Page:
Date of Award




Document Type


Degree Name

Doctor of Philosophy (PhD)


Department of English

Content Description

1 online resource (vi, 157 pages)

Dissertation/Thesis Chair

James D. Lilley

Committee Members

Jennifer Greiman, Erica Fretwell


American fiction, Realism in literature

Subject Categories

American Literature | American Studies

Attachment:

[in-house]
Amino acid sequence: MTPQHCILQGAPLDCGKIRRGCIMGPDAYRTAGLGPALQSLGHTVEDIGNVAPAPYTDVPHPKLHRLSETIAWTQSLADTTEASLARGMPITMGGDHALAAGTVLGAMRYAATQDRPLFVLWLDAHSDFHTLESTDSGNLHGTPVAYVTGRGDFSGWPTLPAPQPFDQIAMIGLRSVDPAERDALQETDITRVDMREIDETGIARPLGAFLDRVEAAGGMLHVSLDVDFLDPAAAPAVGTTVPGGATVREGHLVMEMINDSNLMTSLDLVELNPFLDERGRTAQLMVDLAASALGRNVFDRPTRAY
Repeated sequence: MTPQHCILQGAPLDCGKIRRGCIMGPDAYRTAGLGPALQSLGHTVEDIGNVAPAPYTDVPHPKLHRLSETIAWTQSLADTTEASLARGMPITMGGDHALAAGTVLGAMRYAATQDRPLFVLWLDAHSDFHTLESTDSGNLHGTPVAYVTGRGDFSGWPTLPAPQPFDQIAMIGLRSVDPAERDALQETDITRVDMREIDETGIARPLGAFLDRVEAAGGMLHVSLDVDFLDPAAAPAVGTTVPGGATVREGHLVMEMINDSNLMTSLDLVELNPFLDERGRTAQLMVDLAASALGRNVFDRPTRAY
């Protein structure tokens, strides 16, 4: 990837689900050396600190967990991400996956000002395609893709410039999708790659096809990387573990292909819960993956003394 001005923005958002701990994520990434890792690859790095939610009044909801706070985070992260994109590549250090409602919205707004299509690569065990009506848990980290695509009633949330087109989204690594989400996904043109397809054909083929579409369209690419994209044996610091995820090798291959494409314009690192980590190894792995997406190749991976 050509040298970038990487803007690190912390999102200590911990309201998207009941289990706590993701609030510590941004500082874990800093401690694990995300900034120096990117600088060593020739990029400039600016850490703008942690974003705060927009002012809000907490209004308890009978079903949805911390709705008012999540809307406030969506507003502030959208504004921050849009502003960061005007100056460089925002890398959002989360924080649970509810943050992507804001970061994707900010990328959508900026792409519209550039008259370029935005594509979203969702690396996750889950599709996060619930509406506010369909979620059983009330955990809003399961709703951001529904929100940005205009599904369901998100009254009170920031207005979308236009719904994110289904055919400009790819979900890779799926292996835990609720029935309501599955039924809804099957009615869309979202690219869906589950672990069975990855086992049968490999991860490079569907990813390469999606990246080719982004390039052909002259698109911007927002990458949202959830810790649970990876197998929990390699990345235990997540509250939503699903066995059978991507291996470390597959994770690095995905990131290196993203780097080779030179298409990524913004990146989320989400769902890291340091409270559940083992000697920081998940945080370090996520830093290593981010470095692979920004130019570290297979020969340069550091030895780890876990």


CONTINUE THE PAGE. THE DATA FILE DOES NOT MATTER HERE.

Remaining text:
This dissertation uses the concept of the Great American Novel as a strategic framework for understanding the cultural ascendance of realism. Much more than a naïve expression of literary chauvinism, the rise of the idea of the Great American Novel marks a transformative moment in the decades before realism becomes institutionalized as a “new school” in the 1880s. Examining how Harriet Beecher Stowe, William Dean Howells, and Henry James anticipate or respond to the call for the national novel which mediates among regions, Before Realism demonstrates that American literary realism emerged out of its engagement and negotiation with the Great American Novel. Before Realism seeks to make an intervention into debates on transnational and transbellum American literature. Examining a largely unexplored link between the international novels of realist authors and the political project of national reconciliation in postbellum U.S., this study tells a broader story of the rise of literary realism situated in a transatlantic context. At the same time, highlighting the mediating potential of the idea of pan-national novel, I bring the discussion of literary nationalism back to recent academic transnational studies in which the question of nationhood tends to be regarded as problematic. Furthermore, this dissertation is also an attempt at a reperiodization of nineteenth-century American literature which reconsiders the dichotomous understanding of antebellum romance and postbellum realism. Employing a timeline across the Civil War, I trace the story of a divided nation and its reunification manifested both at the thematic and formal levels in the novels from Uncle Tom’s Cabin to The Portrait of a Lady, along with the historical course of the United States from the Compromise of 1850 to the end of Reconstruction. The first chapter examines the notions which constitute the concept of the Great American Novel—the romance of reunion and the soul-nation allegory—and offers a reading of Uncle Tom’s Cabin as a transbellum master text of that emergent idea. In chapter two, I elucidate how Stowe’s later New England novels stage dialectical relationships between competing arts of nation formation and how the issue of slavery works as the catalyst of the novel’s nationalizing process. The third chapter focuses on Howells’s early career and excavates the development of Howells’s South-mediated realism characterized by both dependence on and departure from the romance of reunion. The last chapter is devoted to an extensive analysis of James’s The Portrait of a Lady as a novel about the Great American Novel that dramatizes and unsettles the metanarratives of the idea itself.